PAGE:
Relationships in a World of Individualism

  • rWorld

    The rWorld is about more than Dale Kuehne's book Sex and the iWorld.
    The rWorld is a New England based, non-profit (in formation), that is composed of a growing number of people and organizations from many faith and ideological backgrounds worldwide. We believe that much of the fulfillment for which women and men are looking can be found by enhancing the quality of our relationships. While the individual freedom we enjoy in the West is a gift, the love and intimacy for which humans yearn will not be found in self-serving materialism or hedonism, but in a variety of healthy relationships.

    Contact us if you'd like get involved:

  • Dale Kuehne

    Sex & the iWorld

    Professor of Politics and The Richard L. Bready Chair for Ethics, Economics, and the Common Good at Saint Anselm College, Manchester, NH.

    In this blog I'm highlighting signposts of the world in which we presently reside as a means of helping promote a civil, and meaningful dialogue about what kind of world in which we wish to live. I am particularly interested in exploring how might we reconcile the individual good and the common good, and where reconciliation isn’t possible, which should take precedence and why.

    I also blog at

    [Content Caution]

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rLiving 1: Tweeting to Speaking [Directness]

Posted by Simon on November 30, 2010

I (Simon) follow 558 people on Twitter and I’m being followed by 527 as of today. One followee/follower is @odguru, as I’d known her for a few weeks. When I clicked on her profile back in April I found out that she’s Christy and that ‘od’ in odguru is Organizational Development. Along with a lot of other people, we crossed paths during a weekly tweet chat, #lrnchat, about all things learning. And one day we spoke on the phone!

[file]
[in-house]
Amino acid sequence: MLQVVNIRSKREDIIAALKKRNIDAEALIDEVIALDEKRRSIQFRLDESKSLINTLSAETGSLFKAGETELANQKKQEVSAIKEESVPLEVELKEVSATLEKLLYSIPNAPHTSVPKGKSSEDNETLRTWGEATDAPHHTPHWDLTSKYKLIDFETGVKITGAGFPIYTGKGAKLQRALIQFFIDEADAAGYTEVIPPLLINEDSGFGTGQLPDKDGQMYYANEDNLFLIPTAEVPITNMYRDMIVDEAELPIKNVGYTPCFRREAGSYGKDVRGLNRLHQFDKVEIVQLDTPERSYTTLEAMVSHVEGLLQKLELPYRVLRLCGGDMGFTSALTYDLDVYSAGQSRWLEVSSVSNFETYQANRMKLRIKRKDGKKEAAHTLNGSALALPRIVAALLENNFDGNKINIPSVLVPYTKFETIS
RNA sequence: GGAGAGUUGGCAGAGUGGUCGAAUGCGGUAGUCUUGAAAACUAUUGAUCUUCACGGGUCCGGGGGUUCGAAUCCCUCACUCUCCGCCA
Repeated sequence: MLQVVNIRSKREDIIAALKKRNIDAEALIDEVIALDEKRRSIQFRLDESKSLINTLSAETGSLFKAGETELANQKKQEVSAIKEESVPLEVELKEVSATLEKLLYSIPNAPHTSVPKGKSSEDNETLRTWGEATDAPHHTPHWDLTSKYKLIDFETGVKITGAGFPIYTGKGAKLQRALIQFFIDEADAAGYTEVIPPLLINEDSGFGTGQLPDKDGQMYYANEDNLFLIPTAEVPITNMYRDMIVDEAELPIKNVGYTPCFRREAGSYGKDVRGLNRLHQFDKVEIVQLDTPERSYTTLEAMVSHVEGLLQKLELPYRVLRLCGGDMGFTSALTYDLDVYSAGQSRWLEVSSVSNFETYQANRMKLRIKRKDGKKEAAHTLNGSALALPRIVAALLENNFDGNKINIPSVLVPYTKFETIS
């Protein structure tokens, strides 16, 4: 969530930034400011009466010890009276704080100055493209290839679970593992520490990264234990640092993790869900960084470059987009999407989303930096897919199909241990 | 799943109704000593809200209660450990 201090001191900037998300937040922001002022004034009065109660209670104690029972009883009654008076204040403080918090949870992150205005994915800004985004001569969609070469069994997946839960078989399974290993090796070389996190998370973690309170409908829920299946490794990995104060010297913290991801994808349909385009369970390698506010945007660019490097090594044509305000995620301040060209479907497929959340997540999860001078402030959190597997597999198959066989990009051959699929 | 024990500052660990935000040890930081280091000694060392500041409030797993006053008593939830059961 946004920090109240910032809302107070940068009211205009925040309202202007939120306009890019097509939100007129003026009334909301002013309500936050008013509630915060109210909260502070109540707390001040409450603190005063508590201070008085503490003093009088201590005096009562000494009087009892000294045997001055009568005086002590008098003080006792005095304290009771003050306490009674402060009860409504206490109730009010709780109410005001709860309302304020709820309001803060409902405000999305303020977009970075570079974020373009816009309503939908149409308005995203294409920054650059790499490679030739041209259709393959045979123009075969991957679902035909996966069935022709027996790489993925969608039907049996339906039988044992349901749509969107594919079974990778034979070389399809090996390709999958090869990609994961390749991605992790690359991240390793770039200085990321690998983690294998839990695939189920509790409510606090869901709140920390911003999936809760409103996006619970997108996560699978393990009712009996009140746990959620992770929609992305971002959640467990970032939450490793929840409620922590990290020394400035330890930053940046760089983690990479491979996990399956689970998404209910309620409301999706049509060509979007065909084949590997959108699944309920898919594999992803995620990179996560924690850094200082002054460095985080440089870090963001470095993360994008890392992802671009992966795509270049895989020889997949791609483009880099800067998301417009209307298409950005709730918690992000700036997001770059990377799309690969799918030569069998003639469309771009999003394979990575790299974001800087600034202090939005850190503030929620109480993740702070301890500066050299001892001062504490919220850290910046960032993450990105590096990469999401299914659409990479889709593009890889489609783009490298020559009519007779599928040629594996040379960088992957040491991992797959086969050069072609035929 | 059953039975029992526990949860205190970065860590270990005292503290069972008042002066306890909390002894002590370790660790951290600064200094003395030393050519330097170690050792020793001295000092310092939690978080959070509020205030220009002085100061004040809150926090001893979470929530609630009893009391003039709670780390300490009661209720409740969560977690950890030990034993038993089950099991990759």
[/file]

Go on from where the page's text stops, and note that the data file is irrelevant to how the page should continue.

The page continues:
Our connection up until that day was a few mutual retweets and responses during those weekly 90 minutes. Then Christy said something in a public tweet to me, right at the end of one session that particularly piqued my interest. So I sent a DM (Direct Message) to her:

The subsequent phone call from Christy the following day changed, or maybe even created, a relationship.

Relational Proximity Dimension #1 is “Directness”. My relationship with someone is better and healthier the less mediated it is. It can be mediated by technology or other people, which affects our ability to communicate fully. It can also be mediated, even when face to face, by dishonesty and fakeness: there’s a real me and a real you, any fronts we put up reduces directness.

That day my relationship with Christy grew significantly because we went from tweeting, and not very often at that, to speaking on the phone. The directness of voice-to-voice – hearing the multi-dimensionality of her voice, her tone, her enthusiasm – made her more of a person in my life than before. I’d say, in fact, that before that day there was no relationship. I only knew a few of @odguru’s thoughts and ideas (140 char at a time). I knew from the content that she was very smart and experienced. And I appreciated when she RT’d or responded to my tweets. But now I can say I know Christy Pettit. A teeny bit, anyway. And I’m delighted to know her! We had a really interesting and engaging conversation:

Our relationship also increased in Multiplexity (Dimension #3, which is essentially is about knowledge) because we connected in a different context from #lrnchat, and talked about more than just the #lrnchat question.

This may all seem a little dry and even obvious, but think about any relationship you have, and how “direct” it is, then consider if the lack of directness explains the nature of the relationship, good or bad. Of course I can’t possibly, and don’t want to, deepen my relationship with all 558 people I’m following, but with any I do then I need to get closer than a tweet.

[Click here for the introduction to this series and the five dimensions of Relational Proximity.]


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